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Clergy housing tax exemption upheld…for now

Clergy housing tax exemption upheld…for now

Earlier this week, A Federal Appeals Court in Chicago dismissed a case brought by the Freedom From Religion Foundation challenging the tax exemption for clergy housing.  This reversed the decision of US District Judge Barbara Crabb who had ruled the exemption unconstitutional in 2013.  The decision of the Appeals Court to overturn Crabb’s ruling was not based on the merits of the case, but because they found the Foundation had no standing to file the case in the first place.

The law lets “ministers of the gospel” avoid paying income taxes on compensation that is designated part of a housing allowance. They can then use the untaxed income to pay rental housing costs or the costs of home ownership, including mortgage payments and property taxes.

The whole story is  at the Chippewa Herald

For background on the history of the clergy housing tax exemption, see this article


What are your thoughts on this as well as on the whole issue of tax exemption for churches?


posted by Jon White


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Suzan Gray

When I see how much televangelists profit and none of it is taxable. The laws governing them are antiquated. if I start a Agnostic church in my home, would I be exempt from the IRS. I’m sure there are bylaws and such to abide by in order to do this, which we be fine. However, without researching this topic, I’m betting it would never transpire, which to me is discriminatory. Just a thought!

JC Fisher

The law lets “ministers of the gospel” avoid paying income taxes on compensation that is designated part of a housing allowance.

Wow, how old is that legal language? That can’t REMOTELY be constitutional!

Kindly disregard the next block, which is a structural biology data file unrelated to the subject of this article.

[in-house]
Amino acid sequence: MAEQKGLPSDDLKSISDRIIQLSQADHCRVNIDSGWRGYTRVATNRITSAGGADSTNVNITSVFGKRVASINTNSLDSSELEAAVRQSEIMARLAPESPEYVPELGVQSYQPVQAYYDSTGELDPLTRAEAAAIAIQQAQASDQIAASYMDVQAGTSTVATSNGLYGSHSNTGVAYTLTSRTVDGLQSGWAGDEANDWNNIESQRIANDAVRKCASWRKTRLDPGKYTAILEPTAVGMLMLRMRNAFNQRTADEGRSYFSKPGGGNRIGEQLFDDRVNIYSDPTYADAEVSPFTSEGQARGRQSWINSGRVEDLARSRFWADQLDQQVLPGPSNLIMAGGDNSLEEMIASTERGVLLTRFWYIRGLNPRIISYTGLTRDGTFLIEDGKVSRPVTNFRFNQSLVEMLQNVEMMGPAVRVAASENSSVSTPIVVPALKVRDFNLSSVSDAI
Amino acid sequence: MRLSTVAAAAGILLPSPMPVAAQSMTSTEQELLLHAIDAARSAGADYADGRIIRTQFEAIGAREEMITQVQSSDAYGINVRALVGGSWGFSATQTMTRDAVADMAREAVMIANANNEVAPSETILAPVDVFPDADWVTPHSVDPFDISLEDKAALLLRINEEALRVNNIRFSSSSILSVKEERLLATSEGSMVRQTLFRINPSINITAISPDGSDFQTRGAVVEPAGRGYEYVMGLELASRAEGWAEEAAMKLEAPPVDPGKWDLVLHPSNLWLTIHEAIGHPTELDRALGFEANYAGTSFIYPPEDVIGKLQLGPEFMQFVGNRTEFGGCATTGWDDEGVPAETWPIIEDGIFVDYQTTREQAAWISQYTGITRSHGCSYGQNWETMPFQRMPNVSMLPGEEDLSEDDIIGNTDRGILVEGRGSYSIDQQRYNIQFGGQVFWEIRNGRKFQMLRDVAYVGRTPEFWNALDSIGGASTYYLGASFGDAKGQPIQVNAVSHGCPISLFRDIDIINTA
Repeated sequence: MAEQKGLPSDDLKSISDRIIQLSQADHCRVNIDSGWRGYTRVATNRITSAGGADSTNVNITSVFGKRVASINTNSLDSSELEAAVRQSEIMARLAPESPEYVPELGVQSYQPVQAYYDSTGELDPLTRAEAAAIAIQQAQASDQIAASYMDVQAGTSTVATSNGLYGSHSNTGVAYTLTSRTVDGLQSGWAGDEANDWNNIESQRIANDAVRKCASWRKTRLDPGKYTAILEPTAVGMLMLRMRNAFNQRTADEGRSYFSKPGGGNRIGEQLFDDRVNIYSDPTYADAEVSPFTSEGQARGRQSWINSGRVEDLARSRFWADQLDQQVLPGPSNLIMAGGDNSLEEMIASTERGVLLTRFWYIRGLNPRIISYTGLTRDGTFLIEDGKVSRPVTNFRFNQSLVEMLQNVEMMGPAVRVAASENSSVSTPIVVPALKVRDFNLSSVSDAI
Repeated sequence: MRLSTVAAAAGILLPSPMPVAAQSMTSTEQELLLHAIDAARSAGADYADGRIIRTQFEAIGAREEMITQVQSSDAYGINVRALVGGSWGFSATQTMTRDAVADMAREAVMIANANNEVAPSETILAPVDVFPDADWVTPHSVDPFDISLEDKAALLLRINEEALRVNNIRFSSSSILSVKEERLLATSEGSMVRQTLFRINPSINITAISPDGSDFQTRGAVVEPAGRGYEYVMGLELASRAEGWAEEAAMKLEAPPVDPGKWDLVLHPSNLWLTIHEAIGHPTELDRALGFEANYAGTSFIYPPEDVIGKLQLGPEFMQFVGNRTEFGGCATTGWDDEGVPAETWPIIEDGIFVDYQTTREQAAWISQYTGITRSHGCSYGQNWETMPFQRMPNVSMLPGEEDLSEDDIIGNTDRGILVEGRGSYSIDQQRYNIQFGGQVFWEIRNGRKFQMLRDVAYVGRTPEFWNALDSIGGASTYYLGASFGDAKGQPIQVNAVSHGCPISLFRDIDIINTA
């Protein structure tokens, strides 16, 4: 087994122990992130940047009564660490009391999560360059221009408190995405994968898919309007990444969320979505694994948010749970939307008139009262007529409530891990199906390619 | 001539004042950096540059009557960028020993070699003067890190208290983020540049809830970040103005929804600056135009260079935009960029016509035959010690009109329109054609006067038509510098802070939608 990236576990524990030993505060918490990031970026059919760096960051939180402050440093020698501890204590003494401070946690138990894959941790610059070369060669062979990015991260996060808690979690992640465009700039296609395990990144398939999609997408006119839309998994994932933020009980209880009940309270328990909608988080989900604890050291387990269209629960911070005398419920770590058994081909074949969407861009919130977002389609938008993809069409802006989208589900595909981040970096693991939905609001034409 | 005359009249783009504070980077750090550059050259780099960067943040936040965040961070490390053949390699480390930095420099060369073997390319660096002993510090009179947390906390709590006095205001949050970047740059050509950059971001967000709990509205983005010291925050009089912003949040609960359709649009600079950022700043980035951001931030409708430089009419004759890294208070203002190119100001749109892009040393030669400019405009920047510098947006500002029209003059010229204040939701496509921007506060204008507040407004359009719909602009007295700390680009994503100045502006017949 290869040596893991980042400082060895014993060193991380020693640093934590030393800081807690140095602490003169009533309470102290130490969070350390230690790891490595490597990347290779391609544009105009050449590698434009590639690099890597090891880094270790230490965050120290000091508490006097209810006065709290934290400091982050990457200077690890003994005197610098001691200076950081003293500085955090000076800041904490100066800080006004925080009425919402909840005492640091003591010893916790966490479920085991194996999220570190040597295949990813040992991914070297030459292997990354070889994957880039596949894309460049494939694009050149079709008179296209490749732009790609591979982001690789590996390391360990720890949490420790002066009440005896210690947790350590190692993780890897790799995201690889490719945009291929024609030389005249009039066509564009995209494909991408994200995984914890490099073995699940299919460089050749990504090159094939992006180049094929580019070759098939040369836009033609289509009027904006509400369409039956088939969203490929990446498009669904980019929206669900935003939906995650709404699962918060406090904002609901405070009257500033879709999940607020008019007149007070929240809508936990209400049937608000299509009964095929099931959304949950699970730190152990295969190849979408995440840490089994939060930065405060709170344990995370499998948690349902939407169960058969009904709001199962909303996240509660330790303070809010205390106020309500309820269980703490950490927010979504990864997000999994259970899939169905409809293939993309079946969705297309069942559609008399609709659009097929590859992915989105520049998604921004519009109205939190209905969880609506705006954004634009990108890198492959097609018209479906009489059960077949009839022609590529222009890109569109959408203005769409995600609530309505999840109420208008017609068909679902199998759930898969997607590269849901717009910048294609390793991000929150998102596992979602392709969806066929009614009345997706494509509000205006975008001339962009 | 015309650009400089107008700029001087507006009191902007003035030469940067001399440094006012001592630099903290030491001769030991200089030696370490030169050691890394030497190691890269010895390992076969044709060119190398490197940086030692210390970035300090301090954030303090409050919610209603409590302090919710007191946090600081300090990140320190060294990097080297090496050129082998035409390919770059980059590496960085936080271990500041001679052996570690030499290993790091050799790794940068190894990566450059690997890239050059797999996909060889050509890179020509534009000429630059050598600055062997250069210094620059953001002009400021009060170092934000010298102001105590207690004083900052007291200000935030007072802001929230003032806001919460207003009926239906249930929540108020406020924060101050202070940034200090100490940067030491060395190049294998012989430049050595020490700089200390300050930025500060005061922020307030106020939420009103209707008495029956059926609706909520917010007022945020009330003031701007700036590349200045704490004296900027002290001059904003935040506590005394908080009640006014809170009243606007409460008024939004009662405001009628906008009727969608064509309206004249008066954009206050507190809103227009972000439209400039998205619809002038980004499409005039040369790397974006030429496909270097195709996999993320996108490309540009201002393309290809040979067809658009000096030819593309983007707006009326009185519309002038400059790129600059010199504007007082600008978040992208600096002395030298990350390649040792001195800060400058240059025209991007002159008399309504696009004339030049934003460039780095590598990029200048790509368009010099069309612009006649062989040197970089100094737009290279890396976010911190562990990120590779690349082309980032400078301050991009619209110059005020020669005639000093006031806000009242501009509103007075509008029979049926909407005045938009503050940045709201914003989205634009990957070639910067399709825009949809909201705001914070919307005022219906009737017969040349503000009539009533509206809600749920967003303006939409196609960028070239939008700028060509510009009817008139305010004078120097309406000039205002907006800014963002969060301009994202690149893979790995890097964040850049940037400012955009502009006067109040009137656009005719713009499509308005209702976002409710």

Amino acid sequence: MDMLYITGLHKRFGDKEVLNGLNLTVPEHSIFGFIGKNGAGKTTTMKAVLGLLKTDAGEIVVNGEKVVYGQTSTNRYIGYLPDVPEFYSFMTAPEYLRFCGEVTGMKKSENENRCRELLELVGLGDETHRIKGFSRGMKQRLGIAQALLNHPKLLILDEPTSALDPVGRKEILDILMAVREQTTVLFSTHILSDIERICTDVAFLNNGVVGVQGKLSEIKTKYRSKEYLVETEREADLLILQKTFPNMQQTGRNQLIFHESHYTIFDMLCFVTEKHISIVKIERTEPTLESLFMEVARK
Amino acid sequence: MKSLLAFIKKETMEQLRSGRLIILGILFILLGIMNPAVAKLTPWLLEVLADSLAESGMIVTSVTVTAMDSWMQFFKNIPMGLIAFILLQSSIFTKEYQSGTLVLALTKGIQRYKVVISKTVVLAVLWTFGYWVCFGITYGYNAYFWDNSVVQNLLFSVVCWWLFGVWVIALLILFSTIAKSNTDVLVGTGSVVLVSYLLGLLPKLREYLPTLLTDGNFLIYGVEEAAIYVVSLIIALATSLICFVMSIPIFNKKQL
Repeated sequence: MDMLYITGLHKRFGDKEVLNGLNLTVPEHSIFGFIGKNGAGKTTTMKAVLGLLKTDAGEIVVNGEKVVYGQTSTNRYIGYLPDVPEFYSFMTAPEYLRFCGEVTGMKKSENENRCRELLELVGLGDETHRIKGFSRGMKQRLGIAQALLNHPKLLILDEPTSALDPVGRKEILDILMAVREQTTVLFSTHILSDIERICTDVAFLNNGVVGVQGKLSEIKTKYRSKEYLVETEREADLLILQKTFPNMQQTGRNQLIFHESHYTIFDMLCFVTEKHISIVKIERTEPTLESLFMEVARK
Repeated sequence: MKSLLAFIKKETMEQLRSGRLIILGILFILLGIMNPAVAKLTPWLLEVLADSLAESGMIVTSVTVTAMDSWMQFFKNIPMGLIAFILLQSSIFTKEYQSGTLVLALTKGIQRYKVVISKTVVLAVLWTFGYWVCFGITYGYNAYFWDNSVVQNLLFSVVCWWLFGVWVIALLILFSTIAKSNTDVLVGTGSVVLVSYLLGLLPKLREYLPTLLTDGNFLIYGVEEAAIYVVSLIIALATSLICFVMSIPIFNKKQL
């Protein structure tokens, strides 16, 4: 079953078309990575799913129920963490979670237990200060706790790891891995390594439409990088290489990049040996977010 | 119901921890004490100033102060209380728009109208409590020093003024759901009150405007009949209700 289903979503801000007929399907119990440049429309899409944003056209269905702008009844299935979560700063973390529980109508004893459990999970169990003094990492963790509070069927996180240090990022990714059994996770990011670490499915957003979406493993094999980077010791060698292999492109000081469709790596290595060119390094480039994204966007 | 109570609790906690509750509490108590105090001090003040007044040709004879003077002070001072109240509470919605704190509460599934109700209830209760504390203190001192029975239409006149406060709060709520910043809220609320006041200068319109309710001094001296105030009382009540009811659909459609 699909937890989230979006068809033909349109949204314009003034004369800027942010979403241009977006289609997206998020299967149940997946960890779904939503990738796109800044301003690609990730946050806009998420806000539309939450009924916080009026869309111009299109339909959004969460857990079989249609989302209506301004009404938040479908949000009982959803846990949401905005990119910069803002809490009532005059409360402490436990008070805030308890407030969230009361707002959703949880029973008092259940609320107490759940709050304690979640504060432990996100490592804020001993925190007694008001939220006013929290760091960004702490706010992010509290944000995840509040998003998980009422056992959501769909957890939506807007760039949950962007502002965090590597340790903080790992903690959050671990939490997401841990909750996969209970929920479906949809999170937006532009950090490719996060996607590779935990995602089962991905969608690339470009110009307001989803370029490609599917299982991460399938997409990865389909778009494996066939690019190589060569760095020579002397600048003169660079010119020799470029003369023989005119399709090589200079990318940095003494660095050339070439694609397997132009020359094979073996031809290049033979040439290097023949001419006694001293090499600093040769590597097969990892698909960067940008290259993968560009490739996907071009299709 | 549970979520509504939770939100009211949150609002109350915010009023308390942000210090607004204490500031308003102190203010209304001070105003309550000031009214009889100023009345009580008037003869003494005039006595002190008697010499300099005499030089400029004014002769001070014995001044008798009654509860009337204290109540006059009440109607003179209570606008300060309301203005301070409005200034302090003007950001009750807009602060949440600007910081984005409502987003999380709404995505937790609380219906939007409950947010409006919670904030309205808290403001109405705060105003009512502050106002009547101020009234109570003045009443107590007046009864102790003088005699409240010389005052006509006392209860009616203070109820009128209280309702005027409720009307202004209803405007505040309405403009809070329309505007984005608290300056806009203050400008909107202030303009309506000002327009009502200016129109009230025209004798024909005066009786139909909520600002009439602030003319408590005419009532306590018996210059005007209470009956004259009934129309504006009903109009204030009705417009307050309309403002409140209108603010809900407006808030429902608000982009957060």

Personally, I think full-time staff of non-profits should be eligible for some kinds of tax breaks, but it needs to be belief-system neutral.

Andrew Gerns

I agree that the language “minister of the gospel” is archane and should be changed to “religious ministers” or some such thing.

It should also be noted that religious ministers are not the only ones for whom housing allowances are possible. They are used in the military, the national health service, and in academia. I also agree that the tax code should be addressed to allow for salary-differentiated housing for certain positions in tax-exempt, non-profit agencies.

Marshall Scott

I will admit some ambivalence. Sometimes I think I benefit from exempting housing allowance from income, and sometimes I’m not so sure. Balanced by the corollary that I must pay Self-employment Tax instead of employer-supported Social Security Tax, I’m not sure that it doesn’t come out a wash.

I’m also conscious that whether this is “freedom of religion” or “entanglement with government” can depend on one’s point of view. In light of a climate when all not-for-profit organizations are being reminded to account for community benefit – it is no longer “taken on faith” – I am aware that this is not a circumstance without context.

And, as I think most of us do, I continue doing as we’ve done (that is, including my employer) for a long time: trying to follow the law as I understand it.

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